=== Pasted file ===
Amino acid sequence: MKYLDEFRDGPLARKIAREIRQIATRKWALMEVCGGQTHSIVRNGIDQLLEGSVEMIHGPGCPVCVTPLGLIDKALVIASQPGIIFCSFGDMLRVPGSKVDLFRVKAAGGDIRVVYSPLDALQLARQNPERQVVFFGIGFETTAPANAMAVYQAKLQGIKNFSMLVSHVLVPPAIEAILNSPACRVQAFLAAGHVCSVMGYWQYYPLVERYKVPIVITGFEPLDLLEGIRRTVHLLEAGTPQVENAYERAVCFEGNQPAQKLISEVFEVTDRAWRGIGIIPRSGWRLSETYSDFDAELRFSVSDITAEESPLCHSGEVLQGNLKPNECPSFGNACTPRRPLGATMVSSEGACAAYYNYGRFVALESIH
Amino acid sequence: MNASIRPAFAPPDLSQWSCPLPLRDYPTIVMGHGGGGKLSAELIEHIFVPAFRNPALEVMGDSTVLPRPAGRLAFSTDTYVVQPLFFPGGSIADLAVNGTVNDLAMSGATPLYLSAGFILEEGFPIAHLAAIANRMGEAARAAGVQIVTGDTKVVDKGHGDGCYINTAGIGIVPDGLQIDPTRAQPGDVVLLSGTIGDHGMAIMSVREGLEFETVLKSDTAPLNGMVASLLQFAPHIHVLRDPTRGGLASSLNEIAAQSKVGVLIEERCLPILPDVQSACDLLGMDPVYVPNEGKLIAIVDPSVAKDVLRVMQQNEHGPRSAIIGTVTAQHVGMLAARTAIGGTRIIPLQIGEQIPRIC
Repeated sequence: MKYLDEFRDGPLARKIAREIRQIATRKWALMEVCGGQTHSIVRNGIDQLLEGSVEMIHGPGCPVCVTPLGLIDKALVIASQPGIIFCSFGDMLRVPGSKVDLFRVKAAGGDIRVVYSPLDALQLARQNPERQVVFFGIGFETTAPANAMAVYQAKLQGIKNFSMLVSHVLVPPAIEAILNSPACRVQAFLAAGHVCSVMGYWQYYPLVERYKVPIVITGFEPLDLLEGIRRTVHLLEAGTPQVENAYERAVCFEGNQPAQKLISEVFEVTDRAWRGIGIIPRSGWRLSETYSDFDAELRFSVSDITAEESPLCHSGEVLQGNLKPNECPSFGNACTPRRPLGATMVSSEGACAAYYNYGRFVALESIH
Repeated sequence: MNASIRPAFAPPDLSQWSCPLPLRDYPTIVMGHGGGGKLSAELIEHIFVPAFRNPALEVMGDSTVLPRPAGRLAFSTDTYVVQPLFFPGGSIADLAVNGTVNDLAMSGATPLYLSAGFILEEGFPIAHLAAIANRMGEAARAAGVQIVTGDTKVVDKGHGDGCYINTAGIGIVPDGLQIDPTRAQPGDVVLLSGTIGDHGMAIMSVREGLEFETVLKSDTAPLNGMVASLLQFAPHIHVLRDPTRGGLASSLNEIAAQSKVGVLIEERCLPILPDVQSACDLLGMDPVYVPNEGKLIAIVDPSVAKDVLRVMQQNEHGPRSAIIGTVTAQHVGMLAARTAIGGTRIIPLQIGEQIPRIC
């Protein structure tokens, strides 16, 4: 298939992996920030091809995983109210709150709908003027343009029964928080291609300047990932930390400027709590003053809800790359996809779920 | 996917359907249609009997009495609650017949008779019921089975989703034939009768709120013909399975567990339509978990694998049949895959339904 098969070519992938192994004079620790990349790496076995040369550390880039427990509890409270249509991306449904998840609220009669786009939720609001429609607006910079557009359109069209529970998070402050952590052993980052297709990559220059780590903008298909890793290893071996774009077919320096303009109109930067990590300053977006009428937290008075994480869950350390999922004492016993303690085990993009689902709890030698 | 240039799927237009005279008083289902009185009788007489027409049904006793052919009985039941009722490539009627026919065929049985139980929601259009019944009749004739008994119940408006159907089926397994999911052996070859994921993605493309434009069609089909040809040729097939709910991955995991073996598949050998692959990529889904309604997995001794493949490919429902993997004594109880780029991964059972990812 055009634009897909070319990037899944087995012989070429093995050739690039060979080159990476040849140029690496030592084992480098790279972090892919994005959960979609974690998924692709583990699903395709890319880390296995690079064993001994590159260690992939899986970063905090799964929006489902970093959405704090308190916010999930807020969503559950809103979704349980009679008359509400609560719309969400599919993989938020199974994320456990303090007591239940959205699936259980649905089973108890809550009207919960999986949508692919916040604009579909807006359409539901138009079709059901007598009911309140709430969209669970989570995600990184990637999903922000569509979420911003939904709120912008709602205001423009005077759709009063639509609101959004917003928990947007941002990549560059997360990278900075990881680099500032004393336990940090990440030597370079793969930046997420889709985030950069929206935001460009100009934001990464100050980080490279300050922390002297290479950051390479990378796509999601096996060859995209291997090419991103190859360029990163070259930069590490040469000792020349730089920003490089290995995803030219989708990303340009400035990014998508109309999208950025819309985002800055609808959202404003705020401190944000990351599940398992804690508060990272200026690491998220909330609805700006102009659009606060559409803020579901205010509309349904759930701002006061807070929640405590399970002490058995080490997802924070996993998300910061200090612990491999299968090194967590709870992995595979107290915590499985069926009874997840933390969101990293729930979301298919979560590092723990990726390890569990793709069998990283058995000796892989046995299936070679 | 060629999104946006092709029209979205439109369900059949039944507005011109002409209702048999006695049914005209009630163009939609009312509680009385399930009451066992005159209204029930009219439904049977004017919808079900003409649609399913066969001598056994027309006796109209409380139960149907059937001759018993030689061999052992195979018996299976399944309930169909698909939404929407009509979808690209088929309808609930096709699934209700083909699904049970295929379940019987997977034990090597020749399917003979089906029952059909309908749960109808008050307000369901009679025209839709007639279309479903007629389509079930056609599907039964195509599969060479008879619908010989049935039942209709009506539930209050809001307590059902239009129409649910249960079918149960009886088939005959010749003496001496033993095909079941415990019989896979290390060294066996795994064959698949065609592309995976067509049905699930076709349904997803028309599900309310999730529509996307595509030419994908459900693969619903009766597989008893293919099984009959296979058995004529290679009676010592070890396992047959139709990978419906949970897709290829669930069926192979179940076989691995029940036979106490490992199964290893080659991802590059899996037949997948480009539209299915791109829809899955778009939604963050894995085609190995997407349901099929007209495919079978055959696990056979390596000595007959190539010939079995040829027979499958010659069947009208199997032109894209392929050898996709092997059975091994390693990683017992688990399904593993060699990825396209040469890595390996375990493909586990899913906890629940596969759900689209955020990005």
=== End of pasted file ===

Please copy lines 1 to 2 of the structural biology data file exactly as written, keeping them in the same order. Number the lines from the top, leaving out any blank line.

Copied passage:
Amino acid sequence: MKYLDEFRDGPLARKIAREIRQIATRKWALMEVCGGQTHSIVRNGIDQLLEGSVEMIHGPGCPVCVTPLGLIDKALVIASQPGIIFCSFGDMLRVPGSKVDLFRVKAAGGDIRVVYSPLDALQLARQNPERQVVFFGIGFETTAPANAMAVYQAKLQGIKNFSMLVSHVLVPPAIEAILNSPACRVQAFLAAGHVCSVMGYWQYYPLVERYKVPIVITGFEPLDLLEGIRRTVHLLEAGTPQVENAYERAVCFEGNQPAQKLISEVFEVTDRAWRGIGIIPRSGWRLSETYSDFDAELRFSVSDITAEESPLCHSGEVLQGNLKPNECPSFGNACTPRRPLGATMVSSEGACAAYYNYGRFVALESIH
Amino acid sequence: MNASIRPAFAPPDLSQWSCPLPLRDYPTIVMGHGGGGKLSAELIEHIFVPAFRNPALEVMGDSTVLPRPAGRLAFSTDTYVVQPLFFPGGSIADLAVNGTVNDLAMSGATPLYLSAGFILEEGFPIAHLAAIANRMGEAARAAGVQIVTGDTKVVDKGHGDGCYINTAGIGIVPDGLQIDPTRAQPGDVVLLSGTIGDHGMAIMSVREGLEFETVLKSDTAPLNGMVASLLQFAPHIHVLRDPTRGGLASSLNEIAAQSKVGVLIEERCLPILPDVQSACDLLGMDPVYVPNEGKLIAIVDPSVAKDVLRVMQQNEHGPRSAIIGTVTAQHVGMLAARTAIGGTRIIPLQIGEQIPRIC